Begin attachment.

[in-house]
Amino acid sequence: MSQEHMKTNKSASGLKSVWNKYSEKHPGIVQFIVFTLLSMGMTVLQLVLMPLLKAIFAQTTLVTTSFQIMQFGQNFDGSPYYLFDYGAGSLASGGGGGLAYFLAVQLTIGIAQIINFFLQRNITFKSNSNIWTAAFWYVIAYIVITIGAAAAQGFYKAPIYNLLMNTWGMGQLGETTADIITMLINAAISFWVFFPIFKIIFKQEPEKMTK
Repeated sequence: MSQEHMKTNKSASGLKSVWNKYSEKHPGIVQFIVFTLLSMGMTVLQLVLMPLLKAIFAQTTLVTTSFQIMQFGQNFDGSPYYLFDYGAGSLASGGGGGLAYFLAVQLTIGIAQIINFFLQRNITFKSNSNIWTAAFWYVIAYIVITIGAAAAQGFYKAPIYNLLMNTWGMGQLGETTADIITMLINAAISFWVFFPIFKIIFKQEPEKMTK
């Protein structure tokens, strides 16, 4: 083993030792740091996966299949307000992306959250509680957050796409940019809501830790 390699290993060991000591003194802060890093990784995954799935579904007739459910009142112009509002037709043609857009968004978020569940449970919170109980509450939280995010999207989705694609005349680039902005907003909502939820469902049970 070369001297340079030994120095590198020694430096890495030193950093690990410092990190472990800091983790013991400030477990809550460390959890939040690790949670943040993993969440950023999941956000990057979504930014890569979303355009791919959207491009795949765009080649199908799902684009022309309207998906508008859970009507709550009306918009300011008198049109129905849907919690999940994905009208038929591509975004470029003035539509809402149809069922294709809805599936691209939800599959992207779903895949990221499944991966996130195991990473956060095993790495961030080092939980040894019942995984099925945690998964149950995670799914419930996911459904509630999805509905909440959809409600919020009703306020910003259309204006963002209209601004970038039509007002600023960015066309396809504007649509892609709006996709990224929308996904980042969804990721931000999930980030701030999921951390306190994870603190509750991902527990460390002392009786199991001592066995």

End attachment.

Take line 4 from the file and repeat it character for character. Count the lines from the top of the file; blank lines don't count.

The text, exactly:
């Protein structure tokens, strides 16, 4: 083993030792740091996966299949307000992306959250509680957050796409940019809501830790 390699290993060991000591003194802060890093990784995954799935579904007739459910009142112009509002037709043609857009968004978020569940449970919170109980509450939280995010999207989705694609005349680039902005907003909502939820469902049970 070369001297340079030994120095590198020694430096890495030193950093690990410092990190472990800091983790013991400030477990809550460390959890939040690790949670943040993993969440950023999941956000990057979504930014890569979303355009791919959207491009795949765009080649199908799902684009022309309207998906508008859970009507709550009306918009300011008198049109129905849907919690999940994905009208038929591509975004470029003035539509809402149809069922294709809805599936691209939800599959992207779903895949990221499944991966996130195991990473956060095993790495961030080092939980040894019942995984099925945690998964149950995670799914419930996911459904509630999805509905909440959809409600919020009703306020910003259309204006963002209209601004970038039509007002600023960015066309396809504007649509892609709006996709990224929308996904980042969804990721931000999930980030701030999921951390306190994870603190509750991902527990460390002392009786199991001592066995």